Congratulations to Dr. Dmitry Kislitsyn!

Yesterday, Dmitry Kislitsyn successfully defended his dissertation, “Spectroscopic Studies of Nanomaterials with a Liquid-Helium-Free High-Stability Cryogenic Scanning Tunneling Microscope.” Dr. Kislitsyn has been instrumental in building and developing the Nazin Lab, and he will most certainly be missed. We wish him the best of luck as he goes to New York to begin his new position at Global Foundries!

Molecular Nanohoop Quantum Corrals: A Novel Approach to Modifying Surface Electronic Structure

Table of Contents Figure 8CPP_v13-01Quantum confinement of two-dimensional surface electronic states is a possible avenue for the controllable modification of metal surface electronic structure. The Nazin Lab used scanning tunneling microscopy and spectroscopy (STM/STS) to study the electron confinement within individual ring-shaped cycloparaphenylene (CPP) molecules, prepared by Evan Darzi and Ramesh Jasti, that formed self-assembled films on Ag(111) and Au(111) surfaces. STM imaging and STS mapping revealed the presence of electronic states localized in the interiors of CPP rings, inconsistent with the expected localization of molecular electronic orbitals. Electronic energies of these states showed considerable variations correlated with the molecular shape. These observations are explained by the presence of localized states formed due to confinement of surface electrons by the CPP skeletal framework, which thus acts as a molecular electronic “corral”. These experiments suggest an approach to robust, large-area modification of the surface electronic structure via quantum confinement within molecules forming self-assembled layers.

Benjamen N. Taber, Christian F. Gervasi, Jon M. Mills, Dmitry A. Kislitsyn, Evan R. Darzi, William G. Crowley, Ramesh Jasti, and George V. Nazin published their results, “Quantum Confinement of Surface Electrons by Molecular Nanohoop Corrals”,  in the Journal of Physical Chemistry Letters. The letter was published online on July 26, 2016, and is available at:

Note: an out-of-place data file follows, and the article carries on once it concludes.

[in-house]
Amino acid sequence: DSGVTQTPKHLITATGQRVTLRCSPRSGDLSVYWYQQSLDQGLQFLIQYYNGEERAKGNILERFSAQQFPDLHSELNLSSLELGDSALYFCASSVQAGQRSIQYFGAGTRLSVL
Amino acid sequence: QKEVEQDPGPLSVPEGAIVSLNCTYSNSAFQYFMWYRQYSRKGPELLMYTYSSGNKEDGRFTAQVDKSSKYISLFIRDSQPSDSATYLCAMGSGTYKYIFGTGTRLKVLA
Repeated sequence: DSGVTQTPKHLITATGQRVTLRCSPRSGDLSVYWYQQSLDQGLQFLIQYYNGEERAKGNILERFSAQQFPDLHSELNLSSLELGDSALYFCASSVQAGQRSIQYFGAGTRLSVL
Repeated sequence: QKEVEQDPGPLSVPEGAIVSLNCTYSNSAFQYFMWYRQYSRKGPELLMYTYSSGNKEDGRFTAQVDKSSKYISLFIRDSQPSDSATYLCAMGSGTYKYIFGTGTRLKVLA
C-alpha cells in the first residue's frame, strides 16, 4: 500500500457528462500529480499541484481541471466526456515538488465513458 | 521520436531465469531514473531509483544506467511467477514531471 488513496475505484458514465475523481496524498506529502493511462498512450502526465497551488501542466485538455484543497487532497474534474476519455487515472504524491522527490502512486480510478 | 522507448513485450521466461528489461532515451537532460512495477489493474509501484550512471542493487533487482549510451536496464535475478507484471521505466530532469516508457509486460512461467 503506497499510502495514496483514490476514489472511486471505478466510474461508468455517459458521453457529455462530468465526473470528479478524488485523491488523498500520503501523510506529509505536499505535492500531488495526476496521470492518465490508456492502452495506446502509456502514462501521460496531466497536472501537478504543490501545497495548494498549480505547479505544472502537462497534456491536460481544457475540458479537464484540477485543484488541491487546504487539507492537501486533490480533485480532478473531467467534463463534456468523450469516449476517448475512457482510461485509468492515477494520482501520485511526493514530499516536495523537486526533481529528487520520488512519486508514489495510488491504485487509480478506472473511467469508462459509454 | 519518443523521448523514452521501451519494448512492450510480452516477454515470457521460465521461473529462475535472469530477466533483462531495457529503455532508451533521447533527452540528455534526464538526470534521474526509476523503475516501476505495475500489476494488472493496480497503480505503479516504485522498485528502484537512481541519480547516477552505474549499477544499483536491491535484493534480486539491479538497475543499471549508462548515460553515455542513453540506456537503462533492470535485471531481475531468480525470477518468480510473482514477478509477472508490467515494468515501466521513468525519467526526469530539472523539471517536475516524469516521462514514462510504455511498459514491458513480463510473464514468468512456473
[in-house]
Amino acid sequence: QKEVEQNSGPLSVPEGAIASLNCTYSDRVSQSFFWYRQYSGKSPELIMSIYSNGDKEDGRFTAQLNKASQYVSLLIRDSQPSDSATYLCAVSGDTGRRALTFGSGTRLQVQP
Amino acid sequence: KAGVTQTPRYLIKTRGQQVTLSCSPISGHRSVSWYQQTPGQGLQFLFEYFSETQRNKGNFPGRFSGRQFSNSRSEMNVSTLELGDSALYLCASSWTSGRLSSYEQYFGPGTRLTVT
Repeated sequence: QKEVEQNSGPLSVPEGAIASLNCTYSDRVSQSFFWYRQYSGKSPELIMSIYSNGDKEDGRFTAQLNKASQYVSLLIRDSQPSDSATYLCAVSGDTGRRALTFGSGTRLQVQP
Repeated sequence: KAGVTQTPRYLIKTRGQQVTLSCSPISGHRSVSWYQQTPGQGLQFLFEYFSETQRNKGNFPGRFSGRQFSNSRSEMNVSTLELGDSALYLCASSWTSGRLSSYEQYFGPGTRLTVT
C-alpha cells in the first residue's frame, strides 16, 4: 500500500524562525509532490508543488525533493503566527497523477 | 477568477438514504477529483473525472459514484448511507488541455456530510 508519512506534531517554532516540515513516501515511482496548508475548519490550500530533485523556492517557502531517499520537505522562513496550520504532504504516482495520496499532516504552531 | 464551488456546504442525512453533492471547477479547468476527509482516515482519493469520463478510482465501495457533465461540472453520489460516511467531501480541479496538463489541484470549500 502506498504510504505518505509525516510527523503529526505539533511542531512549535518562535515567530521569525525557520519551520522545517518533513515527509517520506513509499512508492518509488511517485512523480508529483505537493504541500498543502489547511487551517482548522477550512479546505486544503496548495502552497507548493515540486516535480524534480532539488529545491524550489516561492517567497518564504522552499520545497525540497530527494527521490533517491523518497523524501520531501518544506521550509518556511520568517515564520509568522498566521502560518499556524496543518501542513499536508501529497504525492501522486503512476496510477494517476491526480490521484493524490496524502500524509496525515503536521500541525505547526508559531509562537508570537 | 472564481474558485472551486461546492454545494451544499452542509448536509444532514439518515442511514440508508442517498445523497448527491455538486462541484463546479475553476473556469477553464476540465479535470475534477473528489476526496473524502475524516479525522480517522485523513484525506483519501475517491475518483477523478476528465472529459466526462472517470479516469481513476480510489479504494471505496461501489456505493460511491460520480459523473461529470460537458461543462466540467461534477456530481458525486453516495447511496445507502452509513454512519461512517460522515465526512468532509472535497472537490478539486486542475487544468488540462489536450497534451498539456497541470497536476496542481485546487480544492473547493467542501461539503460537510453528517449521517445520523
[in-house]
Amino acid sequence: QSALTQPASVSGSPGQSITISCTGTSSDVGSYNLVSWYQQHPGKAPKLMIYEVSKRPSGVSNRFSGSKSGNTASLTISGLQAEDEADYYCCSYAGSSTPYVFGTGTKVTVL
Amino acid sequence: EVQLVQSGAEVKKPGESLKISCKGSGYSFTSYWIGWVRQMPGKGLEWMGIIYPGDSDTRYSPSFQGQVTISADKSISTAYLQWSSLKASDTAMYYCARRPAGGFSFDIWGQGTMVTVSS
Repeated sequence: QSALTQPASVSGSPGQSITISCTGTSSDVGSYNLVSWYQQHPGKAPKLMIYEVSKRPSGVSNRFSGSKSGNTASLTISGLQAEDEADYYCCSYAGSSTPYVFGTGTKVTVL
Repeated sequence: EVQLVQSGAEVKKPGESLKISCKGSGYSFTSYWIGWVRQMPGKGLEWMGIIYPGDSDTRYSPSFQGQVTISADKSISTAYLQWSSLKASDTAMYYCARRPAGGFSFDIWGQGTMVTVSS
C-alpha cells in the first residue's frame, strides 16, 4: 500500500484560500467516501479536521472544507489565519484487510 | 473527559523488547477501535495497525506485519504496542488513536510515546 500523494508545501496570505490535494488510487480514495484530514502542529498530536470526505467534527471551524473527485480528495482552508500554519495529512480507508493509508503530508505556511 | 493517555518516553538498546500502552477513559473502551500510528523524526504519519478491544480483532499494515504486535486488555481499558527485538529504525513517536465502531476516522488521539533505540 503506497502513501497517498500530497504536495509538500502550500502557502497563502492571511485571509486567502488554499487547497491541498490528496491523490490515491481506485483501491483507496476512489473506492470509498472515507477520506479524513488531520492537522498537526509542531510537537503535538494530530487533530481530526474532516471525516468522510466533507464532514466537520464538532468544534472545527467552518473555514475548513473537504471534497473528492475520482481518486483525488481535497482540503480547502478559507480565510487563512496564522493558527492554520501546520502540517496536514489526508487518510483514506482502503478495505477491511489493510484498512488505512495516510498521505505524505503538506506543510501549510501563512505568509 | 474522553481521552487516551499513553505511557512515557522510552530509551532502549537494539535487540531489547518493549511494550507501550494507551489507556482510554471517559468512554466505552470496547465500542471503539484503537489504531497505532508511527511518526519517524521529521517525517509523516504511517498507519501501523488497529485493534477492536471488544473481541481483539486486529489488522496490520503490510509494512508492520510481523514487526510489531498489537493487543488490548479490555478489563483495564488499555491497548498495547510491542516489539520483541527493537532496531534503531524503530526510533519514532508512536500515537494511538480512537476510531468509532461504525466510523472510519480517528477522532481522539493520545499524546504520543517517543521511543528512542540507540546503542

Investigation of Dangling Bond Defects on Silicon Nanocrystals

Figure 3 from the main text.

Spatial mapping of the local density of states of a silicon nanocrystal after the creation of a dangling bond defect. From Fig. 3 of the main text.

The Nazin Lab recently published an investigation of silicon nanocrystal (SiNC) dangling bond (DB) defects, “Visualization and spectroscopy of defects induced by dehydrogenation in individual silicon nanocrystals,” in the Journal of Chemical Physics. In this communication, we use scanning tunneling spectroscopy (STS) to study the impact of dehydrogenation on the electronic structures of hydrogen-passivated silicon nanocrystals supported on the Au(111)surface. Gradual dehydrogenation results, initially, in reduction of the electronic bandgap, and eventually produces midgap electronic states. We also use theoretical calculations to show that the STS spectra of midgap states are consistent with the presence of silicon dangling bonds, which are found in different charge states. Our calculations also suggest that the observed initial reduction of the electronic bandgap is attributable to the SiNC surface reconstruction induced by conversion of surface dihydrides to monohydrides due to hydrogen desorption. Our results thus provide the first visualization of the SiNC electronic structure evolution induced by dehydrogenation and provide direct evidence for the existence of diverse dangling bond states on the SiNC surfaces. The article was published online June 28, 2016, and is available at:

Article Published in JCP

_Bent DDQT ToC_v6-01

The Nazin Lab’s article, “Real-Space Visualization of Conformation-Independent Oligothiophene Electronic Structure,” was published online in The Journal of Chemical Physics on May 17, 2016. In this article, we presented scanning tunneling microscopy and spectroscopy (STM/STS) investigations of the electronic structures of different alkyl-substituted oligothiophenes on the Au(111) surface, showing that on Au(111) oligothiophenes adopt distinct straight and bent conformations. We combined STS maps with STM images to visualize, in real space, particle-in-a-box-like oligothiophene molecular orbitals. We demonstrated that different planar conformers with significant geometrical distortions of oligothiophene backbones surprisingly exhibit very similar electronic structures, indicating a low degree of conformation-induced electronic disorder. The agreement of these results with gas-phase density functional theory calculations implies that the oligothiophene interaction with the Au(111) surface is generally insensitive to molecular conformation.

The article is available online at: